Continuing my journey through the pulp oeuvre of R. V. Cassill–a novelist and short-story writer whose mainstream fiction is nearly as forgotten as his more quotidian work–we come to The Hungering Shame (1956), his fifth novel and his first paperback original for Avon Publications.
One would have to be thick not to figure out that it’s a story about rape. “Four Men, A Lonely Road, and A Girl” is splashed under the title, on which we see an attractive woman examining the torn sleeve of her dress, her hair slightly mussed. These were the days before Avon became noteworthy as the publisher of Latin American and other innovative fiction, days when its marketing aim was not so high(brow).
But, as I found with The Wound of Love (1956), his second Avon original, and Naked Morning (1957), his third, the lurid cover and blurb of The Hungering Shame deceives by disguising the seriousness of Cassill’s purpose and his results.
The Hungering Shame is not actually a story about rape, but rather one about the effects of rape. Cassill uses a set of first-person narrators to play out his drama, which concocts an unstable mixture of characters and circumstances and then sets it alight.
Unlike his next two books, The Hungering Shame is set not in Iowa but in a resort town in the Colorado Rockies. Late the summer before the story opens, a local girl, Joy Everest, was picked up by four visiting frat boys, taken up a deserted forest road, and raped. One of them was the son of Bob Horn, manager of one of the big resort hotels in the town. A divorced father with a weak heart and a guilty conscience, Horn had helped Joy get medical care after the crime and convinced her not to report it. Engaged to marry Al, a local boy, Joy had her own reasons to keep quiet.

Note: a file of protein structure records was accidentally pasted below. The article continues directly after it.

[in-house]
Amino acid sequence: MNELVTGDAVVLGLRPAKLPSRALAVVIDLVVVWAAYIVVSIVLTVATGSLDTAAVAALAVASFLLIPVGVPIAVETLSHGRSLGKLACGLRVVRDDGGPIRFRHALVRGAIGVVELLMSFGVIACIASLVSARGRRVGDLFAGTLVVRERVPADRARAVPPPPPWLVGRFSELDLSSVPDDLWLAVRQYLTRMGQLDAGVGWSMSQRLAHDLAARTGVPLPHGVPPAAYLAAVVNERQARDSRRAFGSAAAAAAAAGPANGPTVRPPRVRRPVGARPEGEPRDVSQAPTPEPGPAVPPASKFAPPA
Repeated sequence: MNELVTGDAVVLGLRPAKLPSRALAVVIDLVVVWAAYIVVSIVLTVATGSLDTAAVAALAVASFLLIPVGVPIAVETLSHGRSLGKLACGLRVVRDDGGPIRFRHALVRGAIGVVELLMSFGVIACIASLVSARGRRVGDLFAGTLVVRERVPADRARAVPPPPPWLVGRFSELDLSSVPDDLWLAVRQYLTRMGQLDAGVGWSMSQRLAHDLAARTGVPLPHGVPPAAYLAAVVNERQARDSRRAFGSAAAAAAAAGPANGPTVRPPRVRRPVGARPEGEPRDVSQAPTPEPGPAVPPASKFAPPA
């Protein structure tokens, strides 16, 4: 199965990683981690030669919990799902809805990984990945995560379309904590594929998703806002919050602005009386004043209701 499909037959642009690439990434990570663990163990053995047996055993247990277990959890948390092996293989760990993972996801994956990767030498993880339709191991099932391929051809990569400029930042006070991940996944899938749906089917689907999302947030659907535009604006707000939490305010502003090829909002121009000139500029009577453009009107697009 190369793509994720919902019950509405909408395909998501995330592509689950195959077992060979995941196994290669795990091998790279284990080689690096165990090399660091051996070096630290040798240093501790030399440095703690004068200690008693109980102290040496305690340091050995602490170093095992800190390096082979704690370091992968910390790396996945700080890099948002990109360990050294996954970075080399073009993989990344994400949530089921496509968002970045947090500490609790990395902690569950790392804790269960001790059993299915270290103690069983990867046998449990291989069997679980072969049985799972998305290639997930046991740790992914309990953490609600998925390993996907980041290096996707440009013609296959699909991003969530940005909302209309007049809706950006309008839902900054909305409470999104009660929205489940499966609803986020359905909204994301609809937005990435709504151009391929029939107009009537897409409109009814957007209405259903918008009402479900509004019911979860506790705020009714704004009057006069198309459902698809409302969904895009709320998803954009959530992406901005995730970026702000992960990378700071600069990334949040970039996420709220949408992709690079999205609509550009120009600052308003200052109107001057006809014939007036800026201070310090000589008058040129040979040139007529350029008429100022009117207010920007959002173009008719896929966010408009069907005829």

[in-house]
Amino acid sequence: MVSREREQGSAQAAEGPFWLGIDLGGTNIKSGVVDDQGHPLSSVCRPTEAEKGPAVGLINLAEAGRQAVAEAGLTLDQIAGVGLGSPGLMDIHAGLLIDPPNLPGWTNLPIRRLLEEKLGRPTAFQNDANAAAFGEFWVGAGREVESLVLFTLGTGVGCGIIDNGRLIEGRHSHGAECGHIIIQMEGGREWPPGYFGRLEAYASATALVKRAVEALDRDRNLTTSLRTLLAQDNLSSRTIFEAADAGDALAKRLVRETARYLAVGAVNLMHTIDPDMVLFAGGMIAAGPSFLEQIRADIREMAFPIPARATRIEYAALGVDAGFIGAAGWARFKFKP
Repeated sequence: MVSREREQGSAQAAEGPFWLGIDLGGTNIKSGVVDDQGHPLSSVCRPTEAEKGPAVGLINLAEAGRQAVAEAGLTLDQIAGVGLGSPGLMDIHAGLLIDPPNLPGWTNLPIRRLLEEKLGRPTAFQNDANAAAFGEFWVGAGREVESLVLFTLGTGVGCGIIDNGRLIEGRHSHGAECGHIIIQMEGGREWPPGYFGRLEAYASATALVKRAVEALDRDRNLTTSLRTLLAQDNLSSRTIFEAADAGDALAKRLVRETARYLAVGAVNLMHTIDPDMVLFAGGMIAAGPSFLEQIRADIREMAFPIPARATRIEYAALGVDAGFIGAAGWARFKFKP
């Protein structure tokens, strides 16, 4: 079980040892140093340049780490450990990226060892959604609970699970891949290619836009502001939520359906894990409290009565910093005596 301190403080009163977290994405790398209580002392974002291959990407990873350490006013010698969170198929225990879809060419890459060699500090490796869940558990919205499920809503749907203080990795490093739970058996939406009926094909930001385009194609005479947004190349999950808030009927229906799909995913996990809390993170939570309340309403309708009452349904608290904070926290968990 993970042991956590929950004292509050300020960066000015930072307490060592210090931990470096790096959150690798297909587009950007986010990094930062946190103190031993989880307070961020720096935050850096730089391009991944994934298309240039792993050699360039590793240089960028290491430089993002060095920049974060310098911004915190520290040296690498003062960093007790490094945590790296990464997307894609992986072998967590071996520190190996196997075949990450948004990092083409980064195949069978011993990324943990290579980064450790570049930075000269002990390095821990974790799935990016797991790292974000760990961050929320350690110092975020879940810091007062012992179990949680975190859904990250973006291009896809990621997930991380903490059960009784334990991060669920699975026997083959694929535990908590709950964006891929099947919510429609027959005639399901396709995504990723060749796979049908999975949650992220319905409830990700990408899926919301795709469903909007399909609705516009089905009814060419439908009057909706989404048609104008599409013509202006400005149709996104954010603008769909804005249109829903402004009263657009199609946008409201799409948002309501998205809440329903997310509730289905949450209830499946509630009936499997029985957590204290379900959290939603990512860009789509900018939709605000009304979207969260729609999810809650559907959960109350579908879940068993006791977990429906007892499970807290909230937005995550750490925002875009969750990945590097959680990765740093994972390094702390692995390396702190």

Now, a year later, the marriage has disintegrated. Still traumatized by the rape, Joy has been unable to sleep with Al. Then several pieces of bad advice upset the precarious balance of Joy and Al’s psyches. Joy, we learn, has already been scarred from discovering, as a child, her father’s dead body after his suicide, and Al is a nascent sociopath. Add to these ingredients Bob Horn’s genetic predisposition to bad luck (his father tells him that just about anyone other than a Horn “has a better chance than you nor me when it comes time to do the right thing instead of the wrong thing”), a social climbing young woman, and the reappearance of one of the rapists, and it all explodes.
Men might have been hoping for some good old fashioned sleaze in The Hungering Shame, but I doubt they would have been prepared for the brutality of the finale. Al spirals down the path of a classic sociopath, cruising for women, contemplating molesting a young girl, caught masturbating in his car, taking Joy along as he shoots cornered animals, and finally, attacking a couple necking in a parked car. Cassill goes well beyond conventional literary psychology of the 1950s, revealing that Joy finds relief for her own pain by helping Al inflict it upon others.
Bob Horn also discovers unpleasant truths as his fragile world comes crashing down. I liked how Cassill captured the voice and sensibility of an ordinary man being forced to look past the limits of his comfortable notions of evil:
I guess there are, for unlucky men, those times when you are forced to look clear past the edge of what people ought to be asked to stand. It’s a mistake to think there’s nothing out there, a lucky mistake, because in the dark around us there’s a slop and muck and stink that’s stronger than all the daylight we’ll ever get. It moans at you through its stinking lips and says Help me and if you’ve been caught where you hear it you’re tempted to gather it up in your arms and pat it.
The savagery of The Hungering Shame‘s denouement is really quite shocking for its time. I speculated in my post on Naked Morning that Cassill may have used his pulp fiction as experiments where he could try out techniques for use in more serious works. In the case of The Hungering Shame, his ability to work with highly combustible materials proved short of the mark just at the book’s very end.
Q: How to end a story that’s already gone over the edge?
A: Put all your volatile characters in a car and send it careening off a cliff.